The company values have to be real. It’s pointless saying you’ll put your people first but reduce the headcount at the first sign of trouble.
New ideas are not stupid ideas. They are just new. Just because nobody did it before, doesn’t mean it’s a bad idea. At least give it a try, it could be amazing.
Don’t think about how it’s always been done. Get excited about how it’s going to be done in the future.
For bonus points… check out The Culture Deck that Patty created at Netflix, which Sheryl Sandberg called one of the most important documents ever created in Silicon Valley.
“So let's rethink the word "feedback," and think about it as telling people the truth, the honest truth, about what they're doing right and what they're doing wrong, in the moment when they're doing it.
‘That good thing you just did, whoo! That's exactly what I'm talking about. Go do that again.’
And people will do that again, today, three more times.”
- Patty McCord, HR All-around Superhero
Why good leaders make you feel safe | Simon Sinek
TED Event: TED2014
Title: Why Good Leaders Make You Feel Safe
Speaker: Simon Sinek is synonymous with TED and has discovered some remarkable patterns in how we think, act and communicate.
Views: 14 million
The Talk in a nutshell:- People don’t leave bad jobs, they leave bad managers
Simon Sinek’s legendary TED Talk in 2009 “How Great Leaders Inspire Action” was the first one I ever saw. It blew me away. It’s been watched over 52 million times since it debuted 11 years ago. I have a feeling this one will probably get to 52 million views as well.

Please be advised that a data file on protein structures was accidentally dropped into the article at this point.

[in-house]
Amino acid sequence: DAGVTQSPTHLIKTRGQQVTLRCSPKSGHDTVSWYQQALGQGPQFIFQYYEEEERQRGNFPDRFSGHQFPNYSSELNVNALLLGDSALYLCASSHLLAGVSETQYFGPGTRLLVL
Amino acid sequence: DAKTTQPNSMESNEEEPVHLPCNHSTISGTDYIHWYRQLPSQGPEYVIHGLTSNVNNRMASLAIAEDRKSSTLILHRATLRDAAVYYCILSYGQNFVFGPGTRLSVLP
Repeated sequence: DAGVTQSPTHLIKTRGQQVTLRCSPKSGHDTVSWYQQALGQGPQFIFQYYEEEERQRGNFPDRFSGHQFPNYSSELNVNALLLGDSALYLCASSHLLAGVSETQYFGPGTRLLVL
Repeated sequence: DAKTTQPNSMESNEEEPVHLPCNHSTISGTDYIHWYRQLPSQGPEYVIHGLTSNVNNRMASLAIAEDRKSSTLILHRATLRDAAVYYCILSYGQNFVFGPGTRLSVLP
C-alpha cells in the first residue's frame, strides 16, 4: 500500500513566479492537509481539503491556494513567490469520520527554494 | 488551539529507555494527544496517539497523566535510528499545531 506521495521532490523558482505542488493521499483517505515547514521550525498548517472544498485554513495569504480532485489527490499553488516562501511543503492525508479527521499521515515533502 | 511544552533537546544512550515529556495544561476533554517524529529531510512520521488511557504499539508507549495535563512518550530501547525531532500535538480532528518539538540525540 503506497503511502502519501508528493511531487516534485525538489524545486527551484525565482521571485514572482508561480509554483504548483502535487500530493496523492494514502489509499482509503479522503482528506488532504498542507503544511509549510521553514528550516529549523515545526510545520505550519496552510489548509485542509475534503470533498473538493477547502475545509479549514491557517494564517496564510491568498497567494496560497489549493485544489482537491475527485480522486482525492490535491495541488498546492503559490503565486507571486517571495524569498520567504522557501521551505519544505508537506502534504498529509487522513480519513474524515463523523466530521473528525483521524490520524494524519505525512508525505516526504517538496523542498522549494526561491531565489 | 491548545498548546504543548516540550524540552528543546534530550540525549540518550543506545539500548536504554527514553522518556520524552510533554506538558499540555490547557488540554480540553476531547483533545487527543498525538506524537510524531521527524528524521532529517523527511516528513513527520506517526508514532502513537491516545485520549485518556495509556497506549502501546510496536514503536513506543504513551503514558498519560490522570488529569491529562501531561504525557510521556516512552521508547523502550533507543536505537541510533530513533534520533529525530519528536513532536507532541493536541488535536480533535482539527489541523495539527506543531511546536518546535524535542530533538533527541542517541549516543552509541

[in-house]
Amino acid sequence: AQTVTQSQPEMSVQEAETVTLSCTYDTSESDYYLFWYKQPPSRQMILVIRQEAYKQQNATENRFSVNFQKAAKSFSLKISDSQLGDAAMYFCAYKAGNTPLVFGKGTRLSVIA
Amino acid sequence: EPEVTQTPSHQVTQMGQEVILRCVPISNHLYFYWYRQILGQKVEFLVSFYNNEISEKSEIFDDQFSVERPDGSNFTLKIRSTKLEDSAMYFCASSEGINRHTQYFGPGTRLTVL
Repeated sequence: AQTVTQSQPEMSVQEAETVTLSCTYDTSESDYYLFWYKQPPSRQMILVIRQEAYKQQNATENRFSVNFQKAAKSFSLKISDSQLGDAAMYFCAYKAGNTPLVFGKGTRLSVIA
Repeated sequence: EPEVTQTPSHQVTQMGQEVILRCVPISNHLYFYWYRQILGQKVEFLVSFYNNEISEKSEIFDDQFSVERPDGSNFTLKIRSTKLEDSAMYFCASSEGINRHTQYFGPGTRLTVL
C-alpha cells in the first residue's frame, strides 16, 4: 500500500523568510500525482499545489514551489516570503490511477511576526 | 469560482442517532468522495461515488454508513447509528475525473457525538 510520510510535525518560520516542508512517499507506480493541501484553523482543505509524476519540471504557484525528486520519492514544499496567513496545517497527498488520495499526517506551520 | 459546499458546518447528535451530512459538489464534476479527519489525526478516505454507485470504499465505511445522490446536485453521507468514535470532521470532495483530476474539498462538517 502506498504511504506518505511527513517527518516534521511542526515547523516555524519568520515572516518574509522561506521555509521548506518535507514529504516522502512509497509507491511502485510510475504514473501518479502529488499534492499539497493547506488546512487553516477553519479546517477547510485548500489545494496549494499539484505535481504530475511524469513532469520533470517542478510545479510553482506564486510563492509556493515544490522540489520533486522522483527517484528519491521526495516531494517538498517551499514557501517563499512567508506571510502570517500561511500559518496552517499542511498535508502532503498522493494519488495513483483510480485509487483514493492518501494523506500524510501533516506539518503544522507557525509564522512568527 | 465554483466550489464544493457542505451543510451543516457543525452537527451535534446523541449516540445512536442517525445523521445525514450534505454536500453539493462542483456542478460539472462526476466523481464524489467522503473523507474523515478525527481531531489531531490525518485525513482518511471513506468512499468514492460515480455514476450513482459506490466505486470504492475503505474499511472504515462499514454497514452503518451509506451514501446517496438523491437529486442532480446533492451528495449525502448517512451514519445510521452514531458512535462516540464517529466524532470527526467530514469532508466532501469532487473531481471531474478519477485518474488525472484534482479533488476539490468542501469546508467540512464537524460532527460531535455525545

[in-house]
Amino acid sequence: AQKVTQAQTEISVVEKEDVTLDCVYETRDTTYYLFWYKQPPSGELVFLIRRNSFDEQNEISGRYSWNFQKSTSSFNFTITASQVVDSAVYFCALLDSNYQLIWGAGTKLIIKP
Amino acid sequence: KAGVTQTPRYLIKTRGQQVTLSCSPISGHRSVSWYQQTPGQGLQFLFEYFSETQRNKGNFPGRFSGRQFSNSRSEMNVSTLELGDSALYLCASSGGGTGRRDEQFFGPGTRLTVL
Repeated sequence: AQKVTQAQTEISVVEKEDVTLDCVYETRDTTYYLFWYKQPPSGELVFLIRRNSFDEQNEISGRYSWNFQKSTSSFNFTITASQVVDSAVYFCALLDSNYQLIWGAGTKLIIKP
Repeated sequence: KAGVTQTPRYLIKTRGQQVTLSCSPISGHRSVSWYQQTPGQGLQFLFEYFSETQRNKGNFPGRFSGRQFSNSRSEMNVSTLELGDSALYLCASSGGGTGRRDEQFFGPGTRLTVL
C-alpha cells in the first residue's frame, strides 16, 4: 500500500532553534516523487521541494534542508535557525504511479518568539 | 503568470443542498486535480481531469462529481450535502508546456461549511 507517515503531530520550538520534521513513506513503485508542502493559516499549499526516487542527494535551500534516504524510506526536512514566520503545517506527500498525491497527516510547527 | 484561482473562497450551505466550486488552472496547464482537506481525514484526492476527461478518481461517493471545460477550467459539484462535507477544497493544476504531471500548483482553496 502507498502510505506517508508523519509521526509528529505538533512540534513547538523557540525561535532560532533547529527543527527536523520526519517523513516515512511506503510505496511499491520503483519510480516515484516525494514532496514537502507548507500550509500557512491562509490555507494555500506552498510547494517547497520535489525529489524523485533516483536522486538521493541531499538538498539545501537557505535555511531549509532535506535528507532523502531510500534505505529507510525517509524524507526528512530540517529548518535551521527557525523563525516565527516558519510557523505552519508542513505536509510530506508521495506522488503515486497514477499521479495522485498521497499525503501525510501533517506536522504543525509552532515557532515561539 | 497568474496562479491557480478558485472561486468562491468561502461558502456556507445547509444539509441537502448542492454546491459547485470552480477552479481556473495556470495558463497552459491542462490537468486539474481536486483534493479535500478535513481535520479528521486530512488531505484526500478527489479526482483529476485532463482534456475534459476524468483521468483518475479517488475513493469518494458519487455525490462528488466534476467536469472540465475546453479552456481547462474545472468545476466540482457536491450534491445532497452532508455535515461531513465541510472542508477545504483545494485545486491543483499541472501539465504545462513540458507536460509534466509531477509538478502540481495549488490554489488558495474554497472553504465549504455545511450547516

Modern leaders prioritise authority over leadership. In the military, they give medals to those who sacrifice so others can gain. In lots of businesses, big salaries are the reward for making others sacrifice so the company can gain.
The environment is what attracts and keeps good people in an organisation. In these organisations, high performance is predicated by the behaviour of the leaders. The leader sets the tone. Employees will respond based on the idea that “they’d do it for me”.
How work kept me going during my cancer treatment | Sarah Donnelly
TED Event: TED@Westpac | December 2017
Title: How Work Kept Me Going During My Cancer Treatment
Speaker: When lawyer Sarah Donnelly was diagnosed with breast cancer, she turned to her friends and family for support and found meaning, focus and stability in her work.
Views: 1 million
The Talk in a nutshell:- If work plays a role in our happiness then it can play a role in our wellbeing
Similar to Patty’s TED Talk the basis of this talk is in Sarah’s ability to have adult conversations and work through her rehab. Instead of retreating to the path of least resistance and not letting the sick person into work, the law firm was able to help Sarah’s recover by giving her the autonomy to decide how and when she came into work.
Adam Smith was wrong. Doing meaningful work and the strength of the relationships with our colleagues play a major role in our wellbeing. As we heard in an earlier talk, happiness is a leading indicator of success. If work plays a role in our happiness then it can play a role in our health and even in recovery.